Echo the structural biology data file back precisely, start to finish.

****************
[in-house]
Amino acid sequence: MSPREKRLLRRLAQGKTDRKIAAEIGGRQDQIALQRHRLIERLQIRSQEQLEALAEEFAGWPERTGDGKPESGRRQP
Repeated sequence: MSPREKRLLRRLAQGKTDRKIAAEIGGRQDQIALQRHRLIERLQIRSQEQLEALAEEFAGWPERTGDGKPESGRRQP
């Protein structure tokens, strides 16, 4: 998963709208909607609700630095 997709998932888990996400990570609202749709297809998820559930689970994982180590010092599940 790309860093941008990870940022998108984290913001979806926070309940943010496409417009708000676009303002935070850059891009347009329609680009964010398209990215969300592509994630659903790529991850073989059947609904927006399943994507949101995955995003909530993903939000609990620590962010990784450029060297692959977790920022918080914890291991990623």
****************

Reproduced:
[in-house]
Amino acid sequence: MSPREKRLLRRLAQGKTDRKIAAEIGGRQDQIALQRHRLIERLQIRSQEQLEALAEEFAGWPERTGDGKPESGRRQP
Repeated sequence: MSPREKRLLRRLAQGKTDRKIAAEIGGRQDQIALQRHRLIERLQIRSQEQLEALAEEFAGWPERTGDGKPESGRRQP
């Protein structure tokens, strides 16, 4: 998963709208909607609700630095 997709998932888990996400990570609202749709297809998820559930689970994982180590010092599940 790309860093941008990870940022998108984290913001979806926070309940943010496409417009708000676009303002935070850059891009347009329609680009964010398209990215969300592509994630659903790529991850073989059947609904927006399943994507949101995955995003909530993903939000609990620590962010990784450029060297692959977790920022918080914890291991990623």